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Re: flying pigs considered harmful

From: Frank Boumphrey <bckman@ix.netcom.com>
Date: Fri, 3 Mar 2000 13:41:30 -0500
Message-ID: <00ee01bf8540$18860260$71d16fd1@prioritynetworks.net>
To: "Chris Wilson" <cwilso@MICROSOFT.com>, "'James P. Salsman'" <bovik@best.com>
Cc: <www-html@w3.org>
I am about to be chased off this list which is a pity because I believe that
W3C WG members should keep a close ear to the ground.

However I'm not sure that I can stand any more of this spamming thread. Mr.
Salsman needs to understand that the more he spams and uses (transparent)
aliases the more he antagonizes (formerly) reasonable open minded people
like myself   who make up the bulk of the W3C working groups.

I know I am adding to the noise, but i am doing it in the hope that Mr.
Salsman will finally come to his senses and realize that tilting at
windmills will win him no battles.

Again I apologize for adding to the general noise level.

Frank
----- Original Message -----
From: Chris Wilson <cwilso@MICROSOFT.com>
To: 'James P. Salsman' <bovik@best.com>
Cc: <www-html@w3.org>
Sent: Friday, March 03, 2000 1:00 PM
Subject: RE: flying pigs considered harmful


> >The security concerns are actually more significant than the "it
> >won't run on my Mac/Unix workstation" -- at least for the majority
> >that don't have Mac or Unix workstations.  Promiscuous use of
> >insecure binary plug-in applications is another reason against
> >OBJECT and EMBED.
>
> You are making the mistake of presuming that OBJECT elements can only ever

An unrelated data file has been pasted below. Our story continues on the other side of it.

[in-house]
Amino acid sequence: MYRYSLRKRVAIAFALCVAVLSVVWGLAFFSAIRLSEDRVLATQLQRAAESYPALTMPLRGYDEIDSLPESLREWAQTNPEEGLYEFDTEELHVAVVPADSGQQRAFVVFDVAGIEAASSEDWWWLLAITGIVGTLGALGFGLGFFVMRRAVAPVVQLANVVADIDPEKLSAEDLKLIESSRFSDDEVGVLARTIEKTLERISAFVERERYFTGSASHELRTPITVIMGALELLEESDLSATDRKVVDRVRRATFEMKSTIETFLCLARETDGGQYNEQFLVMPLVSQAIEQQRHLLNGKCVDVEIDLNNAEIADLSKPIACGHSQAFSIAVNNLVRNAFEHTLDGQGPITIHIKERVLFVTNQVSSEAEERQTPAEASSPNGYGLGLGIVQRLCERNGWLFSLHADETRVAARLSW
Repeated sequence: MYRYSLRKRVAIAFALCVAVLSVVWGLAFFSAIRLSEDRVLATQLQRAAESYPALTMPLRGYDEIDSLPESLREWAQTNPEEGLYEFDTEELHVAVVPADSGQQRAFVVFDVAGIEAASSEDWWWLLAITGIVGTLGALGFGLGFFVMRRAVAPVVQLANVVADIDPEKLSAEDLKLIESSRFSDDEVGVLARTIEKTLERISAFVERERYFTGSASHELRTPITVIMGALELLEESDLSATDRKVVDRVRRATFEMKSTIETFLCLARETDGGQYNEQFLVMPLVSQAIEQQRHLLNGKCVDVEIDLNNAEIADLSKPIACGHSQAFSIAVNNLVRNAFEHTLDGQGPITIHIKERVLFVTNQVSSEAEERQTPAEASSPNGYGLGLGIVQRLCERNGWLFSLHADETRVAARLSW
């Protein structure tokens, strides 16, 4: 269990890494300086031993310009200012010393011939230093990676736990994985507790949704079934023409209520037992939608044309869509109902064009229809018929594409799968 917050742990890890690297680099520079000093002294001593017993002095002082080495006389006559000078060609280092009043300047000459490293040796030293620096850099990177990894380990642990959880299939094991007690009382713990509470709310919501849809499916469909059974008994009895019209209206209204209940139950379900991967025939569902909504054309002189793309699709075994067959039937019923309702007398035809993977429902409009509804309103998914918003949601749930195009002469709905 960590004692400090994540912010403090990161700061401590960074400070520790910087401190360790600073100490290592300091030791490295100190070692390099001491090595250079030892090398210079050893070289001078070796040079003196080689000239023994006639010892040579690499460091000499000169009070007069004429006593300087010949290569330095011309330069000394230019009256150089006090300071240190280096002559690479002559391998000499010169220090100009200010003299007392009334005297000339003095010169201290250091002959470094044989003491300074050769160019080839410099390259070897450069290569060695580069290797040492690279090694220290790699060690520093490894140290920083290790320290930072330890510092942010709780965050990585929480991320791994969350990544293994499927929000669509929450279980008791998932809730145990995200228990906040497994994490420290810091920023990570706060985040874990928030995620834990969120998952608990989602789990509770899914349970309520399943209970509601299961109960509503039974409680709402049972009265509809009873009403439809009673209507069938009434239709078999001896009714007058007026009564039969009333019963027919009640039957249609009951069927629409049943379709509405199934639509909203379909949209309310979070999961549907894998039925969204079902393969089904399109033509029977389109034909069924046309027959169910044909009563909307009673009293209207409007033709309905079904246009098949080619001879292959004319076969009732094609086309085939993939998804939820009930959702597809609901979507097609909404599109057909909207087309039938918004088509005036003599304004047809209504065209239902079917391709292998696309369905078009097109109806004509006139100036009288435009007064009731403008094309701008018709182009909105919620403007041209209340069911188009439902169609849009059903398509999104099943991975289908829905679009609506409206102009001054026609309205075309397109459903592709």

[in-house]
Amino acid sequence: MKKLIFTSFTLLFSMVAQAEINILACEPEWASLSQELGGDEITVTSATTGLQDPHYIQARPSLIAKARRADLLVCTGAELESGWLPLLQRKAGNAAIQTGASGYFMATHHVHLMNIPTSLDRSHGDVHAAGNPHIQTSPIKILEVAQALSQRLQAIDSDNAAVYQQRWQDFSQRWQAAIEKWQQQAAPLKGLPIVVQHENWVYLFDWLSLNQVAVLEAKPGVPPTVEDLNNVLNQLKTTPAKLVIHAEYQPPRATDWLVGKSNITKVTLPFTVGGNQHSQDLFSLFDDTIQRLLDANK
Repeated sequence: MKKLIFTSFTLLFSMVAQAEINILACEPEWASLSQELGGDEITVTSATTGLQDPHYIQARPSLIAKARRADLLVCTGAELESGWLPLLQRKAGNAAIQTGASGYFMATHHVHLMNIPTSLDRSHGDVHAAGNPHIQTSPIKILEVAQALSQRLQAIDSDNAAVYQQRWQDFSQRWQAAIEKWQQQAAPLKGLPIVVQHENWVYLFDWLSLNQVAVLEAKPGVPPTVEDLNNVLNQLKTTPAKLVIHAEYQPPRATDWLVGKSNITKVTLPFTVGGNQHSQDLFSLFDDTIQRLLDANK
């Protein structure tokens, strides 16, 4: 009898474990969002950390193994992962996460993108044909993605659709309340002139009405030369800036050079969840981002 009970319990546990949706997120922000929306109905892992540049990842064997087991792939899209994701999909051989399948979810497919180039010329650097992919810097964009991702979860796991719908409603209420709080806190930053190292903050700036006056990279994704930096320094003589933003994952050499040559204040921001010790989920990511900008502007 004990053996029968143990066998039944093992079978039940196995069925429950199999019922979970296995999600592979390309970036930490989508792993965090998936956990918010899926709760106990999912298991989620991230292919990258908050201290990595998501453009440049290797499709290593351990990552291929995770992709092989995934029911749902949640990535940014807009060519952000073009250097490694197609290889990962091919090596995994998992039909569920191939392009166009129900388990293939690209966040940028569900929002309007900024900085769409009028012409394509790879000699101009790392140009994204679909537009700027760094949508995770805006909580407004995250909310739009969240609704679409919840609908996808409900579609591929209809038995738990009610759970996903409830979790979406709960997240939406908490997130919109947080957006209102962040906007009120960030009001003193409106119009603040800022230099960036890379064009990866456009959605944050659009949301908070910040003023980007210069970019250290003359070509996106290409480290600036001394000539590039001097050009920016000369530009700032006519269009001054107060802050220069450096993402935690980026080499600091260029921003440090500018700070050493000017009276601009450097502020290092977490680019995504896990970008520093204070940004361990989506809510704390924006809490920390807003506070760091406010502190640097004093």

> be for (as you put it) "insecure binary plug-in applications."  That was
not
> the spirit of the original specification, I do not believe.
>
> >It is completely reasonable for the W3C to act in the general
> >interest of web users.  Supporting device upload would be in
> >their interest because of the reduced security concerns, the
> >more widespread accessibility on a diversity of platforms, and
> >the general utility of the services enabled for education,
> >commerce and industry.  I believe the W3C will try to hold on
> >to its leadership role in consumer protection pertaining to
> >browser technology.
>
> I'm sorry, I fail to see when "the W3C" actually said it was against
device
> upload.  Various people expressed the inadequacies of your draft, and your
> response, rather than addressing those concerns, was simply to start
> spamming multiple people (myself included) and mailing lists.
>
> And I have no idea what you mean by that last sentence.
>
> -Chris Wilson
>
Received on Friday, 3 March 2000 13:23:25 GMT

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